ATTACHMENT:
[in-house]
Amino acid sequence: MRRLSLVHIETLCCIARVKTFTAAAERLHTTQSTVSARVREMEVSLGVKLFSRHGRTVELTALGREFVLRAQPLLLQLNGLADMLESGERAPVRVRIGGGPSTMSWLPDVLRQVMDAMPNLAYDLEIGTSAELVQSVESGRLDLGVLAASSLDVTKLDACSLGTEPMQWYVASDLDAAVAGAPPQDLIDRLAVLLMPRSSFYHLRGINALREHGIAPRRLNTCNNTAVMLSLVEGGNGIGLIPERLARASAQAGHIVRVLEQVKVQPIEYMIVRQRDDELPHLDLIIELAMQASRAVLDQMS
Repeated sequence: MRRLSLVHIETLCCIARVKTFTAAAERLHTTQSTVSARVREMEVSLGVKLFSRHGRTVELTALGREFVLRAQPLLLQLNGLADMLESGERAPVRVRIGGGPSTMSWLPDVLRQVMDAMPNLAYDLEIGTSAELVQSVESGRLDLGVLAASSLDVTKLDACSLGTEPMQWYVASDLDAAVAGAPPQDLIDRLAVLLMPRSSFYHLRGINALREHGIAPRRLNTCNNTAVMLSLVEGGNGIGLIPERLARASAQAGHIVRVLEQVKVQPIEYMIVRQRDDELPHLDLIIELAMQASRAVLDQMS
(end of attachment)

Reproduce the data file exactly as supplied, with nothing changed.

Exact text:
[in-house]
Amino acid sequence: MRRLSLVHIETLCCIARVKTFTAAAERLHTTQSTVSARVREMEVSLGVKLFSRHGRTVELTALGREFVLRAQPLLLQLNGLADMLESGERAPVRVRIGGGPSTMSWLPDVLRQVMDAMPNLAYDLEIGTSAELVQSVESGRLDLGVLAASSLDVTKLDACSLGTEPMQWYVASDLDAAVAGAPPQDLIDRLAVLLMPRSSFYHLRGINALREHGIAPRRLNTCNNTAVMLSLVEGGNGIGLIPERLARASAQAGHIVRVLEQVKVQPIEYMIVRQRDDELPHLDLIIELAMQASRAVLDQMS
Repeated sequence: MRRLSLVHIETLCCIARVKTFTAAAERLHTTQSTVSARVREMEVSLGVKLFSRHGRTVELTALGREFVLRAQPLLLQLNGLADMLESGERAPVRVRIGGGPSTMSWLPDVLRQVMDAMPNLAYDLEIGTSAELVQSVESGRLDLGVLAASSLDVTKLDACSLGTEPMQWYVASDLDAAVAGAPPQDLIDRLAVLLMPRSSFYHLRGINALREHGIAPRRLNTCNNTAVMLSLVEGGNGIGLIPERLARASAQAGHIVRVLEQVKVQPIEYMIVRQRDDELPHLDLIIELAMQASRAVLDQMS